Invasive Species Resources
Displaying 121 to 140 of 289Search Help
Southeast Exotic Pest Plant Council.
Pet Industry Joint Advisory Council.
Update: Invasive Zebra Mussels Found in Pets Stores in 21 States (Mar 8, 2021; U.S. Geological Survey Press Release). Agencies, industry in coordinated response to help stores and consumers find and destroy troublesome shellfish.
The Pet Industry Joint Advisory Council wishes to inform you of an important invasive species threat that was recently discovered in the U.S. Zebra mussels (Dreissena polymorpha), which are regarded as one of the most troublesome invasive species in North America, have been discovered within a variety of moss ball products designed for aquarium use, including products being sold and used in aquariums in stores in multiple states, including Oregon, Washington and Florida.
Specifically identified in a report from the U.S. Geological Survey Nonindigenous Aquatic Species Database, a release from the Oregon Department of Fish and Wildlife, and a press release from Montana Fish, Wildlife and Parks, PIJAC urges you to take immediate action to inspect your fish tanks and take action as necessary. For more information on how to dispose of recently-purchased moss balls, see Zebra Mussel Disposal from the U.S. Fish and Wildlife Service.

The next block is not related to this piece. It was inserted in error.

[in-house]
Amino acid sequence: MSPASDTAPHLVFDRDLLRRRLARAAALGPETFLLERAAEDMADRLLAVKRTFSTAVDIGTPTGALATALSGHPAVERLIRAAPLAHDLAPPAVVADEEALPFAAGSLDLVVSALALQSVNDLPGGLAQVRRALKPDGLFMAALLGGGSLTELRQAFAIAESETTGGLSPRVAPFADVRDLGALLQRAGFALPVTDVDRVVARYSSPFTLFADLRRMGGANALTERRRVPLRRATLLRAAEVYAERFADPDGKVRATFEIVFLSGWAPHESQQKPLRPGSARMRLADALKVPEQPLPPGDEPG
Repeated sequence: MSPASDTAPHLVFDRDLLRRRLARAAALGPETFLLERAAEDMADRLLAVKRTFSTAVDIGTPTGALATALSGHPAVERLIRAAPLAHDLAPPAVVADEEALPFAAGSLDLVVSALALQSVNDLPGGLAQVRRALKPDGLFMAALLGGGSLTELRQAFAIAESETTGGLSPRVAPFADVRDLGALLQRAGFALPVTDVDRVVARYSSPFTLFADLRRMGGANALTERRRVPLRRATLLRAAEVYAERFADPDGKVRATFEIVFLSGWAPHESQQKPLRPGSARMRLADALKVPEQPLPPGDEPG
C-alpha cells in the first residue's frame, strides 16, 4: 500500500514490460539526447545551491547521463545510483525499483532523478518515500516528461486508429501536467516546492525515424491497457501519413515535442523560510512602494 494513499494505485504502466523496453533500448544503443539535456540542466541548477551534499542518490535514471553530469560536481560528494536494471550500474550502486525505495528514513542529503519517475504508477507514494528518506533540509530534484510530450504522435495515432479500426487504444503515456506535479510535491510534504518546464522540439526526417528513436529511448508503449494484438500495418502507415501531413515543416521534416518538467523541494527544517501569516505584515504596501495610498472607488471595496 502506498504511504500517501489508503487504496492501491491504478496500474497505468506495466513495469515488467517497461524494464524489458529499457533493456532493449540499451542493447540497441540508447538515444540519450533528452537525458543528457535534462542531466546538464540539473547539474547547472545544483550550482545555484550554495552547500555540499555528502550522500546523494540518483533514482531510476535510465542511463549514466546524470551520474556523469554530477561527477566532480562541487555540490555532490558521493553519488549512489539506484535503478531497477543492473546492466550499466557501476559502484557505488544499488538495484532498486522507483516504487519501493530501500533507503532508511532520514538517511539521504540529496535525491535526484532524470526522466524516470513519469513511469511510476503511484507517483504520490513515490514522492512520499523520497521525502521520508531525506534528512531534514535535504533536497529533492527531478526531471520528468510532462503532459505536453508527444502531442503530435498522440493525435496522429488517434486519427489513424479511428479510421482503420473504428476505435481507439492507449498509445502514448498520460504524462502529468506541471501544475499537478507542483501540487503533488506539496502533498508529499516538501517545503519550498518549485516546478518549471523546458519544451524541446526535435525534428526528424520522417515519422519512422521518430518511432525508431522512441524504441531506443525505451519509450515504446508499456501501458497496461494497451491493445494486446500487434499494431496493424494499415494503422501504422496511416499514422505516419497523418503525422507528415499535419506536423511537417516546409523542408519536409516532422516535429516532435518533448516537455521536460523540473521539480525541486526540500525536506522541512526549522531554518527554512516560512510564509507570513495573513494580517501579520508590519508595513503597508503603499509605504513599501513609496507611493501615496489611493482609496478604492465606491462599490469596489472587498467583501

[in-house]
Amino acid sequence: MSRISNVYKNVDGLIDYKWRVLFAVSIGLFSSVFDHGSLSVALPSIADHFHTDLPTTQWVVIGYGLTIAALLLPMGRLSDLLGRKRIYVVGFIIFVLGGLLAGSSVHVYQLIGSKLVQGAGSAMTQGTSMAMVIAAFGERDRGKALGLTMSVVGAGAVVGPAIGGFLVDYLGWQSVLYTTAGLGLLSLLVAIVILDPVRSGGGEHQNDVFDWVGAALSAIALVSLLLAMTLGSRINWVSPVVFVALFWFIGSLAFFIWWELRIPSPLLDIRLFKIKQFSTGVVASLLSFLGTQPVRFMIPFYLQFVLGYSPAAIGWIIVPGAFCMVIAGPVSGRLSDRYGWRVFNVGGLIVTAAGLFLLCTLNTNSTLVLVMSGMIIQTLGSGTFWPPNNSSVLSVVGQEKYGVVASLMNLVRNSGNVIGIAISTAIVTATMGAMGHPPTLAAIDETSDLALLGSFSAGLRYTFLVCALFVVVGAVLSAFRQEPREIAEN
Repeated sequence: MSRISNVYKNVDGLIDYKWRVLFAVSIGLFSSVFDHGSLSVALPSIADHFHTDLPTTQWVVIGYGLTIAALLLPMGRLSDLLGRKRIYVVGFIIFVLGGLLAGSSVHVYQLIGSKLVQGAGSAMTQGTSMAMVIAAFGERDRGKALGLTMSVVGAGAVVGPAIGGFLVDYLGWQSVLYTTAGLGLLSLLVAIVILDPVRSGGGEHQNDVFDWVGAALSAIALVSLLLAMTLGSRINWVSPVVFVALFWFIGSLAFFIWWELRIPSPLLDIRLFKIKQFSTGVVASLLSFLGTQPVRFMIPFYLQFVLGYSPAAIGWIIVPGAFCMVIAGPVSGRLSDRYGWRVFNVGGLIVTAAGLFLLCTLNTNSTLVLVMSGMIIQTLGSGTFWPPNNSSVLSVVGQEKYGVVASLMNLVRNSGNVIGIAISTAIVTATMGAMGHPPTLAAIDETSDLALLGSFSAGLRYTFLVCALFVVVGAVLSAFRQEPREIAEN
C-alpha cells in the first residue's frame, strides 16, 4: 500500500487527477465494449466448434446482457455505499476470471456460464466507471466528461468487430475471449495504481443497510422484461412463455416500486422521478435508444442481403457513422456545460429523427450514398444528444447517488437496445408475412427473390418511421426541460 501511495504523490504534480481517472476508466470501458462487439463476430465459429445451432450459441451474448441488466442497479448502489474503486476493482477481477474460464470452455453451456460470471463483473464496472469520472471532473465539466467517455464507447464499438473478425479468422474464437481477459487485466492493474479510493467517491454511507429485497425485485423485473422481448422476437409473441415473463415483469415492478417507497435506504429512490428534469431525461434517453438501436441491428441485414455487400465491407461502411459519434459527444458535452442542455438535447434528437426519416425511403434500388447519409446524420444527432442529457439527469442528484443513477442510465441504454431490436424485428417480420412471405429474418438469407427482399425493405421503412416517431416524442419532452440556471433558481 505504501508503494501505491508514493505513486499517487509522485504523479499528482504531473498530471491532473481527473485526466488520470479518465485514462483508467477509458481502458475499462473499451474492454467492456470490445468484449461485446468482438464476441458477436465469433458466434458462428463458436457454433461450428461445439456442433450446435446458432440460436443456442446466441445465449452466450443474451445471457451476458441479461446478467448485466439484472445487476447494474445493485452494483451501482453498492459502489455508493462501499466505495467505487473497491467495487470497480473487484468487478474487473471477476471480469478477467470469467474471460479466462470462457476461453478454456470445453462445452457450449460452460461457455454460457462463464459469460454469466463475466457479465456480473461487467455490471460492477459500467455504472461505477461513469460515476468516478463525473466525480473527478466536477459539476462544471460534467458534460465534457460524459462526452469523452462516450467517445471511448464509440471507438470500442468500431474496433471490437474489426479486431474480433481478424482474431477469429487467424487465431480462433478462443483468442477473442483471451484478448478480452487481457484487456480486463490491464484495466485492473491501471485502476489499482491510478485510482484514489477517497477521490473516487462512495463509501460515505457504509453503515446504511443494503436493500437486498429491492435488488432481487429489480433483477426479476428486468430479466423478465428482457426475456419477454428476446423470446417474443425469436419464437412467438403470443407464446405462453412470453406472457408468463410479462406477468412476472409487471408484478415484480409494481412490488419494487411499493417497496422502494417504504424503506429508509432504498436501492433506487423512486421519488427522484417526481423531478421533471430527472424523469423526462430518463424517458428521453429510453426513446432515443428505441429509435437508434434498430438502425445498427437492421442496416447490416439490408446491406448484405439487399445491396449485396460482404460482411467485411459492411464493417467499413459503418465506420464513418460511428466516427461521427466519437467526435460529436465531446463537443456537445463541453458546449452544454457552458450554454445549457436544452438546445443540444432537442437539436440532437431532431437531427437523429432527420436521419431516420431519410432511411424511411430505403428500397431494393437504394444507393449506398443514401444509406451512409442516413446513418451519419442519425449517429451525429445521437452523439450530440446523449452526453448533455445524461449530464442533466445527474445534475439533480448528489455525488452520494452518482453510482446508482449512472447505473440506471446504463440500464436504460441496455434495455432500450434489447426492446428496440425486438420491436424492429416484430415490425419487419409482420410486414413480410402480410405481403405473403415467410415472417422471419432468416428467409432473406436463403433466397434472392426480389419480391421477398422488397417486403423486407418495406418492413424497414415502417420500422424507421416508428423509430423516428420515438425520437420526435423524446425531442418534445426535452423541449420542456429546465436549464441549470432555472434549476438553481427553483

Invasive Species Council of British Columbia.
Aquatic Nuisance Species Task Force.
This database was designed to direct users to invasive species experts. The public portion of the database will guide you to a state contact who acts as a filter for information and identifications.
National Invasive Species Council Secretariat.
To better understand the impacts of invasive species on infrastructure managed by the federal government an effort was undertaken by the National Invasive Species Council Secretariat to solicit feedback from those agencies. A questionnaire was sent out to the federal agencies that manage infrastructure to identify the impacts they have observed, how they are managing them, issues they have identified and resource needs. The research demonstrated that impacts from invasive species on federally managed infrastructure range from non-existent to significant. Identified gaps needing improvement include awareness and education of invasive species impacts, limited resources, insufficient policy, and lack of agency support. See also: NISC and NISC Secretariat Products for more resources